A- All graduates have an induction that lasts for one week and takes place in Hong Kong. It serves for graduates to adapt to "the company" and get to learn its culture. At the same time, the office unofficially organizes dinners (normally the big bosses invite). Moreover, there is an annual dinner organized by the company, where we can invite someone. The newcomers are supposed to perform in groups of eight and there is a ruffle at the end of the night (the best prices were an I-Pad and a MacBook Air). Also for graduates we have monthly lectures organized by the older graduates and led by a senior staff where we discuss technical topics and sometimes we talk about the logistics of the office (phone, book rooms, fill timesheets, etc.)

In the interview, Pablo pointed out several issues upon which experts agree relating to Chinese society as well as some important organizational dysfunctionalities in human resource management.

Some of the most relevant points he raised are:


"Employees think I am here in China for fun, just for the exotic experience"

"I will always forever be a "laoway"

"Clients many times do not want to have foreigners in the projects because it puts pressure on them"

"Once they graduate from University they do not exhibit a lot of professionalism (…) they have strong inferiority complex mixed with a strong sense of patriotism"

"Seniority matters more than anything even in a company like "the company""


"Chinese people don’t value freedom at work as British and Americans, they are told what to do and how to do it, so when you are not constantly giving them tasks; they either waste time or perform poorly."

"People work in metaphorical cubicles where they don’t see the project as a whole but as small block. They only worry about their part."

"I received no training prior to my departure"

"The office unofficially organizes dinners (normally the big bosses invite)."

"We have monthly lectures (…)we discuss technical topics and sometimes we talk about logistics"


In today's China, expectations for expatriate managers are sky-high among employees, business partners, and officials. As Chinese workforce rapidly acquires competence in international business and management practices, the demands placed on expatriate managers are also increasing rapidly. Multinationals still need foreigners but the available jobs are mostly mid to senior-level and even the top ones are becoming more local, with only 6 percent of multinational executive positions in Asia going to candidates from outside Asia, according to the Wall Street Journal [4] . As for Chinese companies, plenty seek English speakers to interact with clients overseas or Caucasian faces to parade before investors says Michael Thorneman, partner and head of China operations for Bain & Co [5] .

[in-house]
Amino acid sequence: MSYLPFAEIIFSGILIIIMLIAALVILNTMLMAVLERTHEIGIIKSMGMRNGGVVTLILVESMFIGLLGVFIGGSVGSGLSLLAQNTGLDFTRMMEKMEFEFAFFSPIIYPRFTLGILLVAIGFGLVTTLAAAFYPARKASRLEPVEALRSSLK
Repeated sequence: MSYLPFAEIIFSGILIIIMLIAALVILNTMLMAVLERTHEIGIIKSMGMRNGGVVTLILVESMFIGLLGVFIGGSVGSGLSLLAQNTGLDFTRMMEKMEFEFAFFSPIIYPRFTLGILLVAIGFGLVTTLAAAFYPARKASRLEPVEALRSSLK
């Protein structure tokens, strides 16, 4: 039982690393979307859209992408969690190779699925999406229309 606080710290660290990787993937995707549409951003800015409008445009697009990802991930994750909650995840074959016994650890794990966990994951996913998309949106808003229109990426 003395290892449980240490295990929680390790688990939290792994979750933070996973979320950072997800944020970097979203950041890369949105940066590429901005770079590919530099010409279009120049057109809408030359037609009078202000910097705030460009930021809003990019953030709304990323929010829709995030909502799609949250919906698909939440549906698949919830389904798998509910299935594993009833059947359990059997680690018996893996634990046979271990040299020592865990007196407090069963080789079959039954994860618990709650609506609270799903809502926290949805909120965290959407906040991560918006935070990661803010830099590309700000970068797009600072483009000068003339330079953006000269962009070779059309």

The bar is rising for expatriate managers. When they go to China, the local people expect them to come with skills and knowledge that are lacking locally they need to add the value they could not find inside his borders in order to be accepted and respected.

"The Company" was Pablo’s first employer so it was especially difficult for him to proof his value, because of his youth and lack of expertise. Their inferiority complex and high levels of patriotism led to a situation in which employees would follow Pablo’s orders with low motivation and distrust. However, they would never address him privately or question him since respect for authority was the base of its culture. Pablo started harboring the suspicion that he was not as well-regarded by his local Chinese staff as he hoped he would be.

All of the over 20 staff members were local Chinese. They began their careers with the firm either as fresh college graduates, or with a few years of experience working with local Chinese firms. The top ones founds themselves having to baby sit his boss, familiarizing Pablo with different aspects of the offices operations, helping him with Chinese bureaucracy and checking his reports in Chinese searching for any grammatical mistakes. Some even had to help Pablo finding a big (western) sized mattress for his apartment. While they knew they could easily perform Pablo’s task they also knew they failed at one thing, dealing with the offices in the U.S.A. and London. Some of the staff felt that every three or five year a new foreigner was parachuted from the central headquarters and they had to repeat the adaptation process again and again.

"The company" was clearly failing at managing a work team and at keeping high the moral of its local workers. If they did not come with a solution for this they would not only face the risk of facing Pablo but also the risk of losing its top workers, tired of not learning anything interesting from their bosses and not getting any promotions. These people would likely join competitor companies and this is a risk a pioneering engineering company like "the company" must avoid.


The I-can-do-better-than-my-boss syndrome might have been better addressed if the company had put in place a well-structured career path for Pablo and for every other boss who had been there previously.

"The company" clearly fails at training its expats. Pablo did not receive any course prior to departure and once in Shenzhen he only attended dinners with big bosses and meeting to talk about logistics and technical stuff of the office. There was no preparation and no bonding initiatives taking place between Pablo and his team.

Opportunities for training would increase the time bosses last in China, giving stability to the working force. It takes time to build up knowledge and familiarity with business practices in China. Forging the right "guanxi" or connections cannot be rushed either. A well structured career path, where promotions are detailed and fixed upon performance seems to be a key tool to keep workers motivated and to discourage them from exiting the company.